Article Text

Pupillotonia after endolaser retinopexy during vitrectomy for retinal detachment: a prospective cohort study comparing circumferential and focal retinopexy
  1. Christos Skevas1,
  2. David Thiwa1,
  3. Karl-Ulrich Bartz-Schmidt2,
  4. Toam Katz1,
  5. Martin Spitzer1,
  6. Spyridon Dimopoulos2
  1. 1University Medical Center, Departrment of Ophthalmology, University of Hamburg, Hamburg, Germany
  2. 2Department of Ophthalmology, Eberhard Karls University Tübingen Faculty of Medicine, Tubingen, Germany
  1. Correspondence to Dr David Thiwa, Department of Ophthalmology, University of Hamburg, Hamburg, Germany; d.thiwa{at}


Purpose To determine differences in postoperative pupil diameter in eyes that undergo pars plana vitrectomy (PPV) for rhegmatogenous retinal detachment (RRD) with endolaser retinopexy (ELR), comparing 360° vs focal ELR.

Methods Patients with uncomplicated RRD who underwent PPV were prospectively analysed regarding the postoperative pupil diameter difference (PDD) between the affected eye and the partner eye. Group 1 underwent 360° ELR and group 2 received focal ELR. Postoperative vision and complications, including redetachment rate, macular oedema and epiretinal membrane formation, were also compared.

Results A total of 72 patients, 42 in group 1 and 30 in group 2, were analysed. PDD, as observed at 6 weeks, was significantly greater than the preoperative values in both groups 1 and 2. It increased by a mean of 1±1.11 mm in group 1 and by 0.5±0.78 in group 2. This initial increase in PDD receded over time, but remained statistically significant in both groups, even at 6 months. The top 20% of patients with the largest PDD change comprised 13 out of 15 eyes from group 1, which was a statistically significant overrepresentation (p=0.0435).

Conclusions Moderate pupillotonia was induced post-ELR in vitrectomy and correlated to the extent of ELR. The pupillotonia effect of ELR was significantly less marked in pseudophakic eyes.

  • pupil
  • treatment Lasers
  • retina

Data availability statement

Data are available on reasonable request.

This is an open access article distributed in accordance with the Creative Commons Attribution Non Commercial (CC BY-NC 4.0) license, which permits others to distribute, remix, adapt, build upon this work non-commercially, and license their derivative works on different terms, provided the original work is properly cited, appropriate credit is given, any changes made indicated, and the use is non-commercial. See:

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  • Endolaser retinopexy (ELR), a vital part of surgical repair of a vitreous detachment, can cause postoperative tonic pupil. The magnitude of the postoperative pupillotonia and the duration with respect to different ELR protocols has not been adequately researched.


  • Vitrectomy with ELR leads to moderate pupillotonia which lasts up to 6 months after surgery. More extensive ELR treatment causes more pupillotonia.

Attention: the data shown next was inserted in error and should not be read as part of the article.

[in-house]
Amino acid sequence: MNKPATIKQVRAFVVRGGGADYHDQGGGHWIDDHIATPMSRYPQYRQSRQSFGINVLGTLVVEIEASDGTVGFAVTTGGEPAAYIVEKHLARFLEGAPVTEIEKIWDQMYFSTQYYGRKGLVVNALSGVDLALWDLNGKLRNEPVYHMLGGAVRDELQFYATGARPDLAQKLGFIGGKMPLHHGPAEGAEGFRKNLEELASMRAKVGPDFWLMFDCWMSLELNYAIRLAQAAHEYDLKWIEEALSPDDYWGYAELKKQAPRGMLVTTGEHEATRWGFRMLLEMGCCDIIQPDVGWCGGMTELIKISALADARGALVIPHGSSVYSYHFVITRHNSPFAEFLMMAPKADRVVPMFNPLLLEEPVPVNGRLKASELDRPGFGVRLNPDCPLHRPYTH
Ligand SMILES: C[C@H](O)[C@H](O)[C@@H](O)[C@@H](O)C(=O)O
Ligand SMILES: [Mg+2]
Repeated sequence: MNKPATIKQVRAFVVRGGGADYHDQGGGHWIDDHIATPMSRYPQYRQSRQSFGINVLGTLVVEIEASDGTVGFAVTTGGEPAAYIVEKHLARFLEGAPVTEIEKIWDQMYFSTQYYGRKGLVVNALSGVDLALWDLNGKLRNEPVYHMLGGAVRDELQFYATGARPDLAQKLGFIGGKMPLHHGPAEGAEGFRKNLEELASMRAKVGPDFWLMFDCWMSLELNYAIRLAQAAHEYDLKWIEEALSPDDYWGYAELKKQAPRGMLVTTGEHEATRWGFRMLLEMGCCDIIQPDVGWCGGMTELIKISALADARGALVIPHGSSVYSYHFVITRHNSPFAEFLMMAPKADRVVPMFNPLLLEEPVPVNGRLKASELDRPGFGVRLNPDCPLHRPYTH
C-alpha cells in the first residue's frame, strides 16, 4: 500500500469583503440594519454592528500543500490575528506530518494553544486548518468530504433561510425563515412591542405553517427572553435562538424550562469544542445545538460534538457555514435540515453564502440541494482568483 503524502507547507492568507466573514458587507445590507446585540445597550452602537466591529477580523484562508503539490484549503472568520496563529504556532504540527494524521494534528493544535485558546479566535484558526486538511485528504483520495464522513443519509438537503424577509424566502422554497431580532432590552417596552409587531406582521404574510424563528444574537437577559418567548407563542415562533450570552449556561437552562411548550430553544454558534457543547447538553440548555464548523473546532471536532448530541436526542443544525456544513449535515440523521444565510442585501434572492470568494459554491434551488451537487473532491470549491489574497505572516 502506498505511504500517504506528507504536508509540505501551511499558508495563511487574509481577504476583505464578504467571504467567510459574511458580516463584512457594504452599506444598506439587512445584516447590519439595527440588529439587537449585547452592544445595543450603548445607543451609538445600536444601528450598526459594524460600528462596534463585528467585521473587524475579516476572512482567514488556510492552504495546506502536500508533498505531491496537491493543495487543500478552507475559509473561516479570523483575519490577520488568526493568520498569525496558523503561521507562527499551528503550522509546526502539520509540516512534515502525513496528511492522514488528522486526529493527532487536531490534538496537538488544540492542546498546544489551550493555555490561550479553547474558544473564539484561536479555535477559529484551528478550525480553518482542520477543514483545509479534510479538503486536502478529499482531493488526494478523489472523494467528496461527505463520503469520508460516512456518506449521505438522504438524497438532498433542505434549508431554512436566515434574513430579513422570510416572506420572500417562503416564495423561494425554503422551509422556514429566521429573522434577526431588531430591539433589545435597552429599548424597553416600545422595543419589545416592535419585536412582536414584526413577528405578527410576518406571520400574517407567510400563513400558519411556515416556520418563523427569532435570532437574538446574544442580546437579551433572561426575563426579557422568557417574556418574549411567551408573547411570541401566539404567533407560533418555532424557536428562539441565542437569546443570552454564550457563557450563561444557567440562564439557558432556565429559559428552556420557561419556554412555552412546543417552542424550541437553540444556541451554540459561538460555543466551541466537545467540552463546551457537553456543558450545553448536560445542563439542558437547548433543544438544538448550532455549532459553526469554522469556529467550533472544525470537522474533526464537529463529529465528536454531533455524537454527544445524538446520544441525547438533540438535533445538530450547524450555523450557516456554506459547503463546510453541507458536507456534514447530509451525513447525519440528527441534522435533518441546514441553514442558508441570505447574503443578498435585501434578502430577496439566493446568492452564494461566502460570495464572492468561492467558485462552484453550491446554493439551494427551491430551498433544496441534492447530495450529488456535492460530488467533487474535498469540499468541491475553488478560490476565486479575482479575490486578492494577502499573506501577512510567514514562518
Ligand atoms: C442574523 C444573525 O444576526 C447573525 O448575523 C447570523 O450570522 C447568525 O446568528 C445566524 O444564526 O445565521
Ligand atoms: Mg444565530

• The results of this study help put into context the moderate potential downsides of more aggressive endolaser treatment during vitrectomy.


Pars plana vitrectomy (PPV) is the most frequently performed technique for treating rhegmatogenous retinal detachment (RRD).1 During PPV, retinopexy is necessary to treat peripheral pathologies, such as retinal breaks and retinal degenerations. Identifying and sealing the causative retinal breaks during PPV is a critical step when treating RRD. Laser photocoagulation endolaser retinopexy (ELR) has become the gold standard for retinopexy during vitrectomy for the treatment of RRD.2

One surgical approach is to perform a 360°ELR anterior to the equator to prevent retinal redetachment after vitrectomy. It has been reported that 360° ELR in eyes vitrectomised for RRD can reduce the incidence of RD after silicone oil (SO) removal by 10%–30%.3 More recently, a retrospective study of 151 cases, comparing circumferential and focal retinopexy, has reported a 75% reduction in the odds of retinal redetachment from 360° ELR.4

Despite the importance of ELR during vitrectomy for the treatment of RRD, laser photocoagulation can affect pupillary function, potentially due to damage afflicted towards the short and long ciliary nerves.5 6 This can cause a dilated pupil postoperatively, which can lead to photophobia and decreased visual acuity due to excessive amounts of light entering the eye, causing light scattering and reduced depth of perception.

The primary aim of the study was to evaluate the effect of local and 360° ELR on pupil size, comparing treated and partner eyes. The secondary aims of this study were to investigate the effect of the two laser treatment methods on the redetachment rate, postoperative -corrected distance visual acuity (CDVA), and the postoperative integrity of the retina, specifically the presence of an epiretinal membrane (ERM) or macular oedema (ME).


This study was designed as a prospective cohort study of consecutive PPV cases performed by four different surgeons between March 2018 and March 2020 for a predetermined period of 2 years. All patients provided written informed consent. We used the STROBE cohort checklist when writing our report.7